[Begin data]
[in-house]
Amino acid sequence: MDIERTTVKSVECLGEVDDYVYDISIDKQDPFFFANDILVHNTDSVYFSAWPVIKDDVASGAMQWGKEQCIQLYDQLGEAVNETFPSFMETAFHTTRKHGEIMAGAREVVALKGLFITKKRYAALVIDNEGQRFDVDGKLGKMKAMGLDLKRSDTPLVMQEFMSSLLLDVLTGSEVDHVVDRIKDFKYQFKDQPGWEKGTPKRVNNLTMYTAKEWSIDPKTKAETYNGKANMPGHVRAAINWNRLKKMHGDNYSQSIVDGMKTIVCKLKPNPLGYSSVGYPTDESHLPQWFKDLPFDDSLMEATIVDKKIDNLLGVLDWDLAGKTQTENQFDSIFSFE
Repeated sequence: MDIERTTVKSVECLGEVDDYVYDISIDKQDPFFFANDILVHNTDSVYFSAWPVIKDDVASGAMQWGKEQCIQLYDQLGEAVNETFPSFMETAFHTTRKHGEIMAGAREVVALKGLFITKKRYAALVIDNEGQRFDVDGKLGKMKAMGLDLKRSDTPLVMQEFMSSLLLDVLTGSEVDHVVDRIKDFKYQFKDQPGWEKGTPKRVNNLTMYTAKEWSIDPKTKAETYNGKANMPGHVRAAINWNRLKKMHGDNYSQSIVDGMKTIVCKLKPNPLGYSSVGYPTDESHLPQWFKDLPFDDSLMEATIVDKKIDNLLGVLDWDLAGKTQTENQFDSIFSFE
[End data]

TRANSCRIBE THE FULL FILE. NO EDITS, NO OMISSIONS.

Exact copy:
[in-house]
Amino acid sequence: MDIERTTVKSVECLGEVDDYVYDISIDKQDPFFFANDILVHNTDSVYFSAWPVIKDDVASGAMQWGKEQCIQLYDQLGEAVNETFPSFMETAFHTTRKHGEIMAGAREVVALKGLFITKKRYAALVIDNEGQRFDVDGKLGKMKAMGLDLKRSDTPLVMQEFMSSLLLDVLTGSEVDHVVDRIKDFKYQFKDQPGWEKGTPKRVNNLTMYTAKEWSIDPKTKAETYNGKANMPGHVRAAINWNRLKKMHGDNYSQSIVDGMKTIVCKLKPNPLGYSSVGYPTDESHLPQWFKDLPFDDSLMEATIVDKKIDNLLGVLDWDLAGKTQTENQFDSIFSFE
Repeated sequence: MDIERTTVKSVECLGEVDDYVYDISIDKQDPFFFANDILVHNTDSVYFSAWPVIKDDVASGAMQWGKEQCIQLYDQLGEAVNETFPSFMETAFHTTRKHGEIMAGAREVVALKGLFITKKRYAALVIDNEGQRFDVDGKLGKMKAMGLDLKRSDTPLVMQEFMSSLLLDVLTGSEVDHVVDRIKDFKYQFKDQPGWEKGTPKRVNNLTMYTAKEWSIDPKTKAETYNGKANMPGHVRAAINWNRLKKMHGDNYSQSIVDGMKTIVCKLKPNPLGYSSVGYPTDESHLPQWFKDLPFDDSLMEATIVDKKIDNLLGVLDWDLAGKTQTENQFDSIFSFE